This report is the first in a congressionally mandated series of biennial evaluations of the progress being made by the Comprehensive Everglades Restoration Plan (CERP), a multibillion-dollar effort to restore historical water flows to the Everglades and return the ecosystem closer to its natural state, before it was transformed by drainage and by urban and agricultural development. The Restoration plan, which was launched in 1999 by the U.S. Army Corps of Engineers and the South Florida Water Management District, includes more than 40 major projects that are expected to be completed over the next three decades. The report finds that progress has been made in developing the scientific basis and management structures needed to support a massive effort to restore the Florida Everglades ecosystem. However, some important projects have been delayed due to several factors including budgetary restrictions and a project planning process that that can be stalled by unresolved scientific uncertainties. The report outlines an alternative approach that can help the initiative move forward even as it resolves remaining scientific uncertainties. The report calls for a boost in the rate of federal spending if the restoration of Everglades National Park and other projects are to be completed on schedule.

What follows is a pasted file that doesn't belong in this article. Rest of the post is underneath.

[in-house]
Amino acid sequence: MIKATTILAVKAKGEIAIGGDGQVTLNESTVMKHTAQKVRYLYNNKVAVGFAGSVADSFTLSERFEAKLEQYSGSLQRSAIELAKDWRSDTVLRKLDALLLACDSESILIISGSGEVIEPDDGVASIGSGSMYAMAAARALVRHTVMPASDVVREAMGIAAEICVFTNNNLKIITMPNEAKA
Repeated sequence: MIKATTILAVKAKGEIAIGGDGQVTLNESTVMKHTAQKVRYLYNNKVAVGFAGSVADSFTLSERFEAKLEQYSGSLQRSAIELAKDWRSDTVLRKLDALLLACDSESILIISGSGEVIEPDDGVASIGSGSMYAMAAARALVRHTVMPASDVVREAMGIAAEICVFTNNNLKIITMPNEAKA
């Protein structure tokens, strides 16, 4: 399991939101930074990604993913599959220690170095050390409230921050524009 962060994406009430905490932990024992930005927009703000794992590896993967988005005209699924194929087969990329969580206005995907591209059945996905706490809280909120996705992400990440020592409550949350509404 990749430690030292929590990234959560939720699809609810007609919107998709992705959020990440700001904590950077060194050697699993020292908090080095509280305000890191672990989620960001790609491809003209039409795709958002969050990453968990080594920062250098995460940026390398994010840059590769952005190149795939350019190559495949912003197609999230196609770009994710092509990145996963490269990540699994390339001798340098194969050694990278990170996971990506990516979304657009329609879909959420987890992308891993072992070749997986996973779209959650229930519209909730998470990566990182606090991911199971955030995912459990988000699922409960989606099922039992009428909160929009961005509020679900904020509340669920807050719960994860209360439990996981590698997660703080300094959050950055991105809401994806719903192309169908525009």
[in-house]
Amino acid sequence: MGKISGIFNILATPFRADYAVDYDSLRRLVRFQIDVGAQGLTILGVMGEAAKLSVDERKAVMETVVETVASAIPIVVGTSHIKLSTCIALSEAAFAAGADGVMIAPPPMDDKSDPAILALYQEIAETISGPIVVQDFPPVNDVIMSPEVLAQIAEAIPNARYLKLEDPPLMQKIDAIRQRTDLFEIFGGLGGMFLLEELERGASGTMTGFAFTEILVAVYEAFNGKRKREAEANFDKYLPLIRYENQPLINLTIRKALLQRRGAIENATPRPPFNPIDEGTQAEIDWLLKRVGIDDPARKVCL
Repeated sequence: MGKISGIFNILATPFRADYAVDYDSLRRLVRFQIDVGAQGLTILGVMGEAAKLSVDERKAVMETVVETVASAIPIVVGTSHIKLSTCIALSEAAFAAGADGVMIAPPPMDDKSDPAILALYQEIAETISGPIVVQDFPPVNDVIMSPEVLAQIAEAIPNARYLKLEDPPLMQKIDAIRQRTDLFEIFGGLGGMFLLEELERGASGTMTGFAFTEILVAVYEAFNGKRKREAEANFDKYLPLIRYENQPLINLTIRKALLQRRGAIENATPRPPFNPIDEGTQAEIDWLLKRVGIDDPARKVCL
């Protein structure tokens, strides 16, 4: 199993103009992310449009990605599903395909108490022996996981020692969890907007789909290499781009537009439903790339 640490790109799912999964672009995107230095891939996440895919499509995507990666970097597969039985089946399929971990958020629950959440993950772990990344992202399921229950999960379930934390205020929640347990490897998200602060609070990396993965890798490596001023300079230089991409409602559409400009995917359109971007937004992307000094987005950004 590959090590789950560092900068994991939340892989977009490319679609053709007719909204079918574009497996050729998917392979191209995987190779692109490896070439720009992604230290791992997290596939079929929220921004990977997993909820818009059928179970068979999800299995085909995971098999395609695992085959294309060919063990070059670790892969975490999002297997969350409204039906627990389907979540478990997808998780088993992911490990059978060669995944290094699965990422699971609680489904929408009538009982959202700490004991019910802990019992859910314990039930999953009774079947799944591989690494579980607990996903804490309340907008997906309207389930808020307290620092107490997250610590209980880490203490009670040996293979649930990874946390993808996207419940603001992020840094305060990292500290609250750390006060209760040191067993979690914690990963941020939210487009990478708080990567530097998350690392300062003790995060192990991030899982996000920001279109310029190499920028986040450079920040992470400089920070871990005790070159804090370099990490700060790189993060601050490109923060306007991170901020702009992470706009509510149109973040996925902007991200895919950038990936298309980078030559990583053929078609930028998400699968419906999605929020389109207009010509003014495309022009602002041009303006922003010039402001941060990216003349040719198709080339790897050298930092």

National Research Council. Progress Toward Restoring the Everglades: The First Biennial Review, 2006. Washington, DC: The National Academies Press, 2007.
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